Frequently asked CELTA questions

What is TEFL and TESOL?

TEFL is Teaching English as a Foreign Language. It is also referred to as ELT (English Language Teaching)

It is slightly different from TESOL which stands for Teaching English to Speakers of other Languages.

If you are doing TEFL/ELT you will probably be working abroad or in a private language school in the UK/Ireland/Australia/New Zealand/South Africa. You will be working with students who want to learn English in order to enhance their job prospects, travel, because their job requires using English or to those who just have an interest in learning the language. In most countries, nowadays, you are only considered educated if you speak some of English.

If you are teaching ESOL you will probably be working in the UK in a Further Education (FE) College, teaching those who have come to live in England and need the language in order to become integrated get a job and start a new life here. These courses are funded largely by the Government and the funding can vary according to the current policies.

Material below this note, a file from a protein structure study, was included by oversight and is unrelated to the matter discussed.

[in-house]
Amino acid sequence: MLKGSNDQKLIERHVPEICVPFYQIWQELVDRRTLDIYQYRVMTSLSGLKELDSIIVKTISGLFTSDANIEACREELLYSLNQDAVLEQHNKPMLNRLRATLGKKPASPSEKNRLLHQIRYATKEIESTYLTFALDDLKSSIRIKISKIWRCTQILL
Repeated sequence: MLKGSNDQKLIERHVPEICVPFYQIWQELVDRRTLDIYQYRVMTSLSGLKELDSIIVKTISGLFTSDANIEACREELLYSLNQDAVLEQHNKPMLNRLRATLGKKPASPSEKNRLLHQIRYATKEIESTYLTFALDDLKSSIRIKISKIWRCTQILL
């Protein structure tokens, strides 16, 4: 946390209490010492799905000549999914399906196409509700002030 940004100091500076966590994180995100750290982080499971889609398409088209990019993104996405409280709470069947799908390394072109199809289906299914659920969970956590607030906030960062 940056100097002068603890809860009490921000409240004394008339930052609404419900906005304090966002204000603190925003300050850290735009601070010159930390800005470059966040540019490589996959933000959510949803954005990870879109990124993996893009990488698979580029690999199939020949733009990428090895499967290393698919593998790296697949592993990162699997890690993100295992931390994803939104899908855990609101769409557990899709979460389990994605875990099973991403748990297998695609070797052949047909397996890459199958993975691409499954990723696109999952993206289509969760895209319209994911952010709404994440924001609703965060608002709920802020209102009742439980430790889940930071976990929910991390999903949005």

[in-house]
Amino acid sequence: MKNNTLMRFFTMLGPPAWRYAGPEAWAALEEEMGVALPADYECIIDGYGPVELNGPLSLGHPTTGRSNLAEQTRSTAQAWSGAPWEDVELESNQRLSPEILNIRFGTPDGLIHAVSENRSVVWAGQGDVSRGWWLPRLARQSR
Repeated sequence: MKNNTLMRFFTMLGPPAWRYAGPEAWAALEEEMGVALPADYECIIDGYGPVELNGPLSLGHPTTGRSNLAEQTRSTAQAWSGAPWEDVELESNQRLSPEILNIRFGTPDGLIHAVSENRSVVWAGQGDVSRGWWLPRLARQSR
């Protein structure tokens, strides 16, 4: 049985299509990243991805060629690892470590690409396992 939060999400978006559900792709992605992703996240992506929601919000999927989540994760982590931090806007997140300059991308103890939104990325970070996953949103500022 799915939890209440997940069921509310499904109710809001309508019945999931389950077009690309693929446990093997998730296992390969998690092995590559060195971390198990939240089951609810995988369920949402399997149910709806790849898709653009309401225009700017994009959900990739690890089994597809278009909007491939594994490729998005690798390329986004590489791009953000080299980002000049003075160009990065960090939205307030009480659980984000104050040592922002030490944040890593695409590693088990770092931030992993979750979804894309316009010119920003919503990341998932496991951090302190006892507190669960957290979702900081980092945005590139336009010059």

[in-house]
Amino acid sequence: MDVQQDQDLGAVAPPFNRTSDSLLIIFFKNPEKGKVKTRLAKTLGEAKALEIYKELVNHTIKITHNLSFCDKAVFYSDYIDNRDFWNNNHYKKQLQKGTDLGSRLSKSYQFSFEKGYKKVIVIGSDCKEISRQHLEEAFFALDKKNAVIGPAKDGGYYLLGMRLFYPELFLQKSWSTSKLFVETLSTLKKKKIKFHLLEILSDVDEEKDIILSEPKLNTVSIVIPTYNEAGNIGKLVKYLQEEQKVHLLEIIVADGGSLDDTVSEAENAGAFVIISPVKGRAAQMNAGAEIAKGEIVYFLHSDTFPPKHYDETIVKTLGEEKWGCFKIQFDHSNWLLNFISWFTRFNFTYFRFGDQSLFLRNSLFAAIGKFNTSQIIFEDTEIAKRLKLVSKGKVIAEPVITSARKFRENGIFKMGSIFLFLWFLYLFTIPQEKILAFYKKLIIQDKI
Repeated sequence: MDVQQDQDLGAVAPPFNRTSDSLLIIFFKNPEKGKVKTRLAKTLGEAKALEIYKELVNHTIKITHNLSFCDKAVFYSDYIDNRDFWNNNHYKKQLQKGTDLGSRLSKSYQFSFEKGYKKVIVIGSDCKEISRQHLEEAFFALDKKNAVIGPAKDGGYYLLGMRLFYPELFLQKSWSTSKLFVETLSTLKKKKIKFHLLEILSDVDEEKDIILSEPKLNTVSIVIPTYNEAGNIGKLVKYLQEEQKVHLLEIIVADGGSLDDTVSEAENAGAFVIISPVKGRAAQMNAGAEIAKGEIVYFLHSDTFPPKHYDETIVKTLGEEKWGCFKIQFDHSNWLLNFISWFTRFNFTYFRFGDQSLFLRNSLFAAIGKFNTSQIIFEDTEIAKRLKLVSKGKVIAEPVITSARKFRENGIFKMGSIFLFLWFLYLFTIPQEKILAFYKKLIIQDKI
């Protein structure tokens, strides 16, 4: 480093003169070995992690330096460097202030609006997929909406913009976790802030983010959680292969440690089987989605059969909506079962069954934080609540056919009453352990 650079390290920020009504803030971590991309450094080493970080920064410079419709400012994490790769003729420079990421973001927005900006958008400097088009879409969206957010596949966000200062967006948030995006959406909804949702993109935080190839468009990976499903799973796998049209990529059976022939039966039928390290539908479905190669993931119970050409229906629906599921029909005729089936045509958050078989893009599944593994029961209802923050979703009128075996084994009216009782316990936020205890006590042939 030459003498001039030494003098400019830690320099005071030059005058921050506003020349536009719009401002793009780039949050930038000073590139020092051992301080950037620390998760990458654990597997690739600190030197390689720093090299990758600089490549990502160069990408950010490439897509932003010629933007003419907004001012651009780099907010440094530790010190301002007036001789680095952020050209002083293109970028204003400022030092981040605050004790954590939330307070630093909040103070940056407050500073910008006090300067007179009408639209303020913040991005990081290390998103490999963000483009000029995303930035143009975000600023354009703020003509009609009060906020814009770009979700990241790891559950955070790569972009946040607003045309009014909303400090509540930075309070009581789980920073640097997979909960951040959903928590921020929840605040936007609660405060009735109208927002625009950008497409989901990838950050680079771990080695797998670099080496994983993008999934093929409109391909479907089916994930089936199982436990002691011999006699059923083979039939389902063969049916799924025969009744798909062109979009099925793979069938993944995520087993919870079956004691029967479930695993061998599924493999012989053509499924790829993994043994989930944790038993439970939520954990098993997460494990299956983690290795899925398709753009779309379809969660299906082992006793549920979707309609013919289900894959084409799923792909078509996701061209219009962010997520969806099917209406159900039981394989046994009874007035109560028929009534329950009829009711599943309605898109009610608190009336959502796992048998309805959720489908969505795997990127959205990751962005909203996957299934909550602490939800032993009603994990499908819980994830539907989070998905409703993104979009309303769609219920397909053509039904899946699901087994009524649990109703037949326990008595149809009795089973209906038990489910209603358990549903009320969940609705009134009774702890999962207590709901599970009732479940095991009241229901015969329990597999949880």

There are many other acronyms, the one you are most likely to see in job adverts is:

EAP: English for Academic Purposes. These are usually “pre-sessional” Courses run by and at UK Universities that equip students with the English language skills they need to follow an academic course.

What qualifications do I need to teach in this field?

There are many courses advertised ranging from face-to-face to online but there many that are not recognised by school directors and will not get you a job, though may offer useful initial guidance.

There are only two initial training courses that are internationally recognised:

The Cambridge CELTA Course (Certificate in English Language Teaching to Adults) which leads to a Certificate from Cambridge University.

The Trinity Cert TESOL which leads to a Certificate from Trinity College London.

At Saxoncourt we offer the Cambridge CELTA Course.

The Course is very practical and will give you the basic skills and knowledge to go in to a classroom, either overseas or in the UK, and teach.